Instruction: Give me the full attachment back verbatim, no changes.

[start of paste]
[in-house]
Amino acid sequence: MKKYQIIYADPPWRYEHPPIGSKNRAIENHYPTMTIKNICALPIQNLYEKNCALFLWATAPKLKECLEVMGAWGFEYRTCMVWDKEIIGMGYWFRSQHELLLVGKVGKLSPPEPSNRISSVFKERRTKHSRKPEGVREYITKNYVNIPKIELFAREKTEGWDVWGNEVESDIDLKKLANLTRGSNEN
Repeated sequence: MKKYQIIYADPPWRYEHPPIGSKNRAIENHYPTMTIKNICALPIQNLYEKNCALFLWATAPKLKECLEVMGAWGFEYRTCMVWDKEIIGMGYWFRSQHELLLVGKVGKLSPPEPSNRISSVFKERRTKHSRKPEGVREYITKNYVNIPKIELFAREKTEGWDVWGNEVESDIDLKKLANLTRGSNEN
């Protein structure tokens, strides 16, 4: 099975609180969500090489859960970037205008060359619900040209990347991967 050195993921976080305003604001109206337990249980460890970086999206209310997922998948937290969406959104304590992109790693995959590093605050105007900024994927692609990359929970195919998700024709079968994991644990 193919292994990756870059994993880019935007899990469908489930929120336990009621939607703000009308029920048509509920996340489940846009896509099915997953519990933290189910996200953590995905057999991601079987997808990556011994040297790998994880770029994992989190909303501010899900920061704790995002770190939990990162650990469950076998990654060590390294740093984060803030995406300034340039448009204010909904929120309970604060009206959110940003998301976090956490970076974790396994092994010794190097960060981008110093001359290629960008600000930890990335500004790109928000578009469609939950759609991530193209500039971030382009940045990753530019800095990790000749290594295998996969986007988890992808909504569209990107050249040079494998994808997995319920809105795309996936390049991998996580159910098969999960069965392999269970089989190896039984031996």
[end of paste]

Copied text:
[in-house]
Amino acid sequence: MKKYQIIYADPPWRYEHPPIGSKNRAIENHYPTMTIKNICALPIQNLYEKNCALFLWATAPKLKECLEVMGAWGFEYRTCMVWDKEIIGMGYWFRSQHELLLVGKVGKLSPPEPSNRISSVFKERRTKHSRKPEGVREYITKNYVNIPKIELFAREKTEGWDVWGNEVESDIDLKKLANLTRGSNEN
Repeated sequence: MKKYQIIYADPPWRYEHPPIGSKNRAIENHYPTMTIKNICALPIQNLYEKNCALFLWATAPKLKECLEVMGAWGFEYRTCMVWDKEIIGMGYWFRSQHELLLVGKVGKLSPPEPSNRISSVFKERRTKHSRKPEGVREYITKNYVNIPKIELFAREKTEGWDVWGNEVESDIDLKKLANLTRGSNEN
């Protein structure tokens, strides 16, 4: 099975609180969500090489859960970037205008060359619900040209990347991967 050195993921976080305003604001109206337990249980460890970086999206209310997922998948937290969406959104304590992109790693995959590093605050105007900024994927692609990359929970195919998700024709079968994991644990 193919292994990756870059994993880019935007899990469908489930929120336990009621939607703000009308029920048509509920996340489940846009896509099915997953519990933290189910996200953590995905057999991601079987997808990556011994040297790998994880770029994992989190909303501010899900920061704790995002770190939990990162650990469950076998990654060590390294740093984060803030995406300034340039448009204010909904929120309970604060009206959110940003998301976090956490970076974790396994092994010794190097960060981008110093001359290629960008600000930890990335500004790109928000578009469609939950759609991530193209500039971030382009940045990753530019800095990790000749290594295998996969986007988890992808909504569209990107050249040079494998994808997995319920809105795309996936390049991998996580159910098969999960069965392999269970089989190896039984031996």